David calls the Israelite worshippers “the generation of those who seek…the face of the God of Jacob.” (Psalms 24:6) But we are even more those who seek him because he first sought us through Christ. “By His death, burial, and resurrection, Jesus Christ provided the way of atonement for all repenting and believing sinners. He Himself paid their debt in full. But he did not do so to enable them to begin to accumulate another debt of sin. No! This same death, burial, and resurrection of Christ made possible a life free of accumulating sin for every sinner who goes on repenting and believing. To suppose that one can enjoy the benefits of the atonement without living repentantly is a travesty against the mercy of God, and is unthinkable for those who love God with their heart, soul, strength, and mind.” (4) Abraham, Isaac, and Jacob were ordinary sinners like us, yet also the patriarchs who the Lord called to be the source of blessing for Israel. David knew God to be the salvation of Israel, which is the greatest blessing. “He will receive blessing from the Lord and righteousness from the God of his salvation. Such is the generation of those who seek him, who seek the face of the God of Jacob.”(24:5-6) Jacob’s God called him to confession in a wrestling match when Jacob wouldn’t let go of the Lord until he received the blessing of forgiveness and reconciliation with God. After being blessed and having repented of his deceitfulness, God renamed him Israel, and he declared, “I have seen God face to face, and yet my life has been delivered.” (Genesis 32:30) Having the indwelling Holy Spirit, we have Jacob’s God in us, to help us return to him as Jacob did. We are blessed to know Christ more intimately the more time we spend with him. We have the opportunity to continue our journey with him freshly and energetically every day, realizing that we have wandered away for a time. “Blessed are the pure in heart, for they shall see God.” (Matthew 5:8) “Lift up your heads, O gates! And be lifted up, O ancient doors, that the King of glory may come in. Who is this King of glory? The LORD, strong and mighty, the LORD, mighty in battle!…The LORD of hosts, he is the King of glory! SelahLift up your heads, O gates! And be lifted up, O ancient doors, that the King of glory may come in.” (Psalms 24:7-10)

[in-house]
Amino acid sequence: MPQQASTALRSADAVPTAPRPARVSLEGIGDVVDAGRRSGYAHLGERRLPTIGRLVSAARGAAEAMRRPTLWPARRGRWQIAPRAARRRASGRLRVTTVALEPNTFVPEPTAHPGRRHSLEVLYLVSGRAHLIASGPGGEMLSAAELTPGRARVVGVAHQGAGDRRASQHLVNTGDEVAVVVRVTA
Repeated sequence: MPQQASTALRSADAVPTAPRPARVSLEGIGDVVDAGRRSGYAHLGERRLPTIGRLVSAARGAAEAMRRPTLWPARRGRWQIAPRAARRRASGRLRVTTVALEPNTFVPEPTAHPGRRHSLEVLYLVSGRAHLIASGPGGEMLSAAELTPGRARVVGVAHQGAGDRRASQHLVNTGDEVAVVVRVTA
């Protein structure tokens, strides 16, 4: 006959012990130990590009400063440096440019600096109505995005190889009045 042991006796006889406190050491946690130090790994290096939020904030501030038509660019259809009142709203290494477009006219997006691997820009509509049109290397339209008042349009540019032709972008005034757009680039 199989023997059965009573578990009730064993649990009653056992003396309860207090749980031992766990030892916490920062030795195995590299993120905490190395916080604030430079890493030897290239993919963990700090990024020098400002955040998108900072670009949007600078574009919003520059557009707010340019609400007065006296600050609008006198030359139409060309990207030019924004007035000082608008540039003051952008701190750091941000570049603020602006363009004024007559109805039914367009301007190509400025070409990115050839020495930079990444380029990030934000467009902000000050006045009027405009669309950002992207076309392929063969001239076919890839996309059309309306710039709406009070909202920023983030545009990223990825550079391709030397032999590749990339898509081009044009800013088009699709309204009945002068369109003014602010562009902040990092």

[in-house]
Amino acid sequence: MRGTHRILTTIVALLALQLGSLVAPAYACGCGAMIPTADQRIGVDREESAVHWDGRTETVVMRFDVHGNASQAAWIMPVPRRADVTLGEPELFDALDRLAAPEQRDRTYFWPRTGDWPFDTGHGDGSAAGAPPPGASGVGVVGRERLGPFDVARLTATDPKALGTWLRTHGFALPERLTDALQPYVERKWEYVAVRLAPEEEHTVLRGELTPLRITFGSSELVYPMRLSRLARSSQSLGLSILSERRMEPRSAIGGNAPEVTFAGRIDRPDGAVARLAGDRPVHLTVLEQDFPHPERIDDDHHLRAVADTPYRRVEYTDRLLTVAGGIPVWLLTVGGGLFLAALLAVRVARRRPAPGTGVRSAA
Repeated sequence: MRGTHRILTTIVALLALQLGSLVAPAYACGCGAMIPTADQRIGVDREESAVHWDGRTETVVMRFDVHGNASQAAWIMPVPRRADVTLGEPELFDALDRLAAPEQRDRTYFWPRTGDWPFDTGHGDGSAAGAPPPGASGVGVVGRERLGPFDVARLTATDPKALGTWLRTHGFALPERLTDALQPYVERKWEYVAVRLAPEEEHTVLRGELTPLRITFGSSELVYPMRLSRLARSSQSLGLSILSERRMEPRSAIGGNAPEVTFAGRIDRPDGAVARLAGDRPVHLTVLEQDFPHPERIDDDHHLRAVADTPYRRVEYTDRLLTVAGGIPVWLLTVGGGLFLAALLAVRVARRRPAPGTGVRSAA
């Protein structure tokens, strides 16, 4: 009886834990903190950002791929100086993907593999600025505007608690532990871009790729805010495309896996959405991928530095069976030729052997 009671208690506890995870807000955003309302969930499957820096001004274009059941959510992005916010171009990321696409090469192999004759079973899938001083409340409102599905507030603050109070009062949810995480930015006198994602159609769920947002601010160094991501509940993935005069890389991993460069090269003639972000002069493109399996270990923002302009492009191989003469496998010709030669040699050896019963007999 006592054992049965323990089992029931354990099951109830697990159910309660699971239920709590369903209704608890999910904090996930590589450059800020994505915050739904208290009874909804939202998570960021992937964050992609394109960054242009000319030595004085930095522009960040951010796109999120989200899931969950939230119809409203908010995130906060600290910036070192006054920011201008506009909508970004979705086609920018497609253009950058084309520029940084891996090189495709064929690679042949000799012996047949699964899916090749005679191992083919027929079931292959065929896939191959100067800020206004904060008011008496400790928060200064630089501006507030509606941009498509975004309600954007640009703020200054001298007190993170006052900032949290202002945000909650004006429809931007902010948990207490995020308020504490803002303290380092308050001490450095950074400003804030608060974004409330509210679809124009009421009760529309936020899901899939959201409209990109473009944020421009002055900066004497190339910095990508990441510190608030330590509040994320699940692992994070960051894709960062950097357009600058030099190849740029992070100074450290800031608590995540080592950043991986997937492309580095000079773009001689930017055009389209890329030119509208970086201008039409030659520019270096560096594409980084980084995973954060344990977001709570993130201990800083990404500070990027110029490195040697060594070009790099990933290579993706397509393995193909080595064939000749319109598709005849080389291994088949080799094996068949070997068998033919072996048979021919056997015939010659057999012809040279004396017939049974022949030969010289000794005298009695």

Related Scripture: Deuteronomy 10:15-16; 1 Samuel 6:19-20; Numbers 6:23; Psalm 15, 16–19; 26:6; 33:5; Proverbs 15:8; Isaiah 1:11–17; 33:15-16; Micah 6:8; John 14:1-3; 1 Timothy 1:5; 2 Timothy 2:22; 1 Peter 1:22-23.

Notes

  1. Roberts, Richard Owen, Repentance: The First Word of the Gospel, pp. 76, Crossway, 2002.
  2. Henry, Matthew “Matthew Henry’s Complete Commentary on the Bible,” Psalm 24:1-6, https://www.studylight.org/commentaries/mhm/psalm-24.html
  3. Henry, Ibid.
  4. Roberts, pp. 77-78, Ibid.

September 30, 2021